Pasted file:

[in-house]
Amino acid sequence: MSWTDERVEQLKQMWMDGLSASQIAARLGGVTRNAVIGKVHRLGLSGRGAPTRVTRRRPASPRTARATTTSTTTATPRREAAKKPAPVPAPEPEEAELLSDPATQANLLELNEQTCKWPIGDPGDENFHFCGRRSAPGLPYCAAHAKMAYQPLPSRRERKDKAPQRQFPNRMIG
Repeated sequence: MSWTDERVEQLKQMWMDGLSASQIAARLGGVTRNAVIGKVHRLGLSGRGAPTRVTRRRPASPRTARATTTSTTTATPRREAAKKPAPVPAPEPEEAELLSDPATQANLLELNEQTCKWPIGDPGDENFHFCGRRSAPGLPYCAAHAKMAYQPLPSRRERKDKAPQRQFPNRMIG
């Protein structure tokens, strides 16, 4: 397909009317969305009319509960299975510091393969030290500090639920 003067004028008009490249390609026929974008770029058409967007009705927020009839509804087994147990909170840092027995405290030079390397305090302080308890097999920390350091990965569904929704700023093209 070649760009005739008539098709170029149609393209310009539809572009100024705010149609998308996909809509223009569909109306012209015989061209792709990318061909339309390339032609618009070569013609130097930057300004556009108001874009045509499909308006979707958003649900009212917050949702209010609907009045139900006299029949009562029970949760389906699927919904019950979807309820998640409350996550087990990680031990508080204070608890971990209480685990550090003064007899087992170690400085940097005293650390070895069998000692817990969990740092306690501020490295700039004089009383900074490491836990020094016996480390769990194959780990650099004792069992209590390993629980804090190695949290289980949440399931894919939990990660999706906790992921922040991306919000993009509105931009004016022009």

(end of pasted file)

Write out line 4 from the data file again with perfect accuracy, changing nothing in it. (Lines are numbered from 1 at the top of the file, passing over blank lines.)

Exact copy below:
């Protein structure tokens, strides 16, 4: 397909009317969305009319509960299975510091393969030290500090639920 003067004028008009490249390609026929974008770029058409967007009705927020009839509804087994147990909170840092027995405290030079390397305090302080308890097999920390350091990965569904929704700023093209 070649760009005739008539098709170029149609393209310009539809572009100024705010149609998308996909809509223009569909109306012209015989061209792709990318061909339309390339032609618009070569013609130097930057300004556009108001874009045509499909308006979707958003649900009212917050949702209010609907009045139900006299029949009562029970949760389906699927919904019950979807309820998640409350996550087990990680031990508080204070608890971990209480685990550090003064007899087992170690400085940097005293650390070895069998000692817990969990740092306690501020490295700039004089009383900074490491836990020094016996480390769990194959780990650099004792069992209590390993629980804090190695949290289980949440399931894919939990990660999706906790992921922040991306919000993009509105931009004016022009």